In terms of if you’re a US or another developed market investor, I don’t think Gold is a great hedge. I don’t think crypto is a hedge of anything.

I think it’s a more nuanced strategy. I think you want to find stocks in companies that have earnings power that can grow earnings in inflationary times that can pass on those costs to customers. Then you start to look at other real assets, but there’s no one real asset, whether it’s real estate or whether it’s other commodities that you know that is an end all be all against inflation.

Andrew

So let’s sort of cat amongst the pigeons to finish with. Do you do you have an out of consensus call for 2022 Steve?

Steve

I think I’m out of the consensus and not being in not being wildly bullish. I think that’s my one situation. I think the other real added consensus thing, or at least or at least big hiccup or volatility creating event is the 2022 elections in November are going to be interesting.

I’m going to refrain from a political viewpoint. First of all, I’m not paid to do that, and secondly, I think we’re too far out to have a lot of clarity.

I think that’s an event that can be a real volatility inducer as we get closer to it and as we see the potential for changing control in Congress. Or if a lot or some of the 2020 shenanigans start to return in 2022.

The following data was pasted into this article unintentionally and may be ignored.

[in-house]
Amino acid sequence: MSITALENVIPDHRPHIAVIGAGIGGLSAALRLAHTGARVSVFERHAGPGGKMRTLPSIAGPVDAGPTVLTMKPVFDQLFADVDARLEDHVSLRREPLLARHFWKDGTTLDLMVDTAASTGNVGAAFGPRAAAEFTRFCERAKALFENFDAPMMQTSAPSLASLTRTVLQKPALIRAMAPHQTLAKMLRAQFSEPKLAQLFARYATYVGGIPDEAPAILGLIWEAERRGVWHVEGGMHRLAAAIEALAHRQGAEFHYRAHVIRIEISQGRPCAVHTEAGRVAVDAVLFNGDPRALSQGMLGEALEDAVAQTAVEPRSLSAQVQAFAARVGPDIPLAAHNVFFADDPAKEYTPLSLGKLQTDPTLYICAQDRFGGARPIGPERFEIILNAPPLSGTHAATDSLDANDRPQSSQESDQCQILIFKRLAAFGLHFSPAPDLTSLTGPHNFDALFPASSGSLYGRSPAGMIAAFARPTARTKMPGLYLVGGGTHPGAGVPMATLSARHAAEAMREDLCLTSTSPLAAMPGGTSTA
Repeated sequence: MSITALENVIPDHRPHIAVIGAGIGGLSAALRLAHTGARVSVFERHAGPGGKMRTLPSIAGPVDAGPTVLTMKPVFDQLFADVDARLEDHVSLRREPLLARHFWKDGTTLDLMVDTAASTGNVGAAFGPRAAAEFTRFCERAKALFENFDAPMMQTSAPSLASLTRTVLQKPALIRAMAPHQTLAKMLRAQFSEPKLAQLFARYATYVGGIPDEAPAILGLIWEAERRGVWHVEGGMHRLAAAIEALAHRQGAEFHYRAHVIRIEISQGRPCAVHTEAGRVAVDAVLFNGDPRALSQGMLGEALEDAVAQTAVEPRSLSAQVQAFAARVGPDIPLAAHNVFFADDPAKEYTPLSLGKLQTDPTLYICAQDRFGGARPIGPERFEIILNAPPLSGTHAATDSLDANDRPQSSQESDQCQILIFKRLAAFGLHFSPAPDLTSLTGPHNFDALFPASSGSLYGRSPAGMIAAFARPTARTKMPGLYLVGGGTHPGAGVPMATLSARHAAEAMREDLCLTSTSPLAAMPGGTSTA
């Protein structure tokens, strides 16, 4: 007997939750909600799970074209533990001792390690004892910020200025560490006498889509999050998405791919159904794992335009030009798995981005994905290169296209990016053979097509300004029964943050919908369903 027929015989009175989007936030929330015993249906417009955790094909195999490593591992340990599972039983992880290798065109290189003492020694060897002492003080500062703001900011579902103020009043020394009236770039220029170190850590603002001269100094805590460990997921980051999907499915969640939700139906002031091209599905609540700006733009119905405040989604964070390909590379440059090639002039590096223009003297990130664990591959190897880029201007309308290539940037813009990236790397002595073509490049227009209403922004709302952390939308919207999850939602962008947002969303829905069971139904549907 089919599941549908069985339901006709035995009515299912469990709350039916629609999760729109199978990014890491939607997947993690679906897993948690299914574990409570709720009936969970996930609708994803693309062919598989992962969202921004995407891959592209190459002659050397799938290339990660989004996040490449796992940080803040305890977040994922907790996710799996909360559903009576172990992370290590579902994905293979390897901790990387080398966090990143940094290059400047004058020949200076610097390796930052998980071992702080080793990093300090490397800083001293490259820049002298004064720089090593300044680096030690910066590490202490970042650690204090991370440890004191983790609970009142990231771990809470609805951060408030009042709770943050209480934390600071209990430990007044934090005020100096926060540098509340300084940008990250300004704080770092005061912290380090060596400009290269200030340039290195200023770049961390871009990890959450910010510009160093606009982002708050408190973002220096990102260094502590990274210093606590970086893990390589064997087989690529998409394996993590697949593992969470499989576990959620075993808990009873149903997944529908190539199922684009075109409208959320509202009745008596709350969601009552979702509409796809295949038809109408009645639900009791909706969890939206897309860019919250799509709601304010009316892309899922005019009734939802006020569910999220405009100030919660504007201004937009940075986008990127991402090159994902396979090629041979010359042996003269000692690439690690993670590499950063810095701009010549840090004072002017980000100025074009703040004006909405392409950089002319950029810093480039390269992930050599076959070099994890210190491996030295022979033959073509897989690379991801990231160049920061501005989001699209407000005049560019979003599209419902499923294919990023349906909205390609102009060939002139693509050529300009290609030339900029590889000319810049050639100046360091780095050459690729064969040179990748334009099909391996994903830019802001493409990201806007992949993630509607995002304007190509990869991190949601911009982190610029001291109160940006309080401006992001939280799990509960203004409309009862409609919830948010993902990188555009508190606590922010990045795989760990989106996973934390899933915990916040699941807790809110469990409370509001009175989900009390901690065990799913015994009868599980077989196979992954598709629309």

I think that’s something to really keep an eye on, and that’s what we call a known unknown. We all know that something is going. We all know that there’s an election in November of 2022, how it turns out is anybody’s guess right now.

Andrew

I can’t remember the last down year for equities, Steve, can you?

Steve

While it’s been awhile, I you know. I don’t know that I’m outright terribly bearish.

But the problem is it’s where you end the year. But I think my call would be at some point this year we’re down on the year. And whether or not we close there or not, we’ll see what happens.

Andrew

That’s it for this episode from Interactive Brokers Radio you can get Steve Sosnick regular market commentary sent directly to your inbox at TradersInsight.News. And don’t forget to subscribe to our channel wherever you sign up for your podcasts. And don’t forget to check out that market commentary. Steve, thanks for joining me today.

Steve

Thank you Andrew. Pleasure as always.

Andrew

All right, we’ll speak to you on the other side.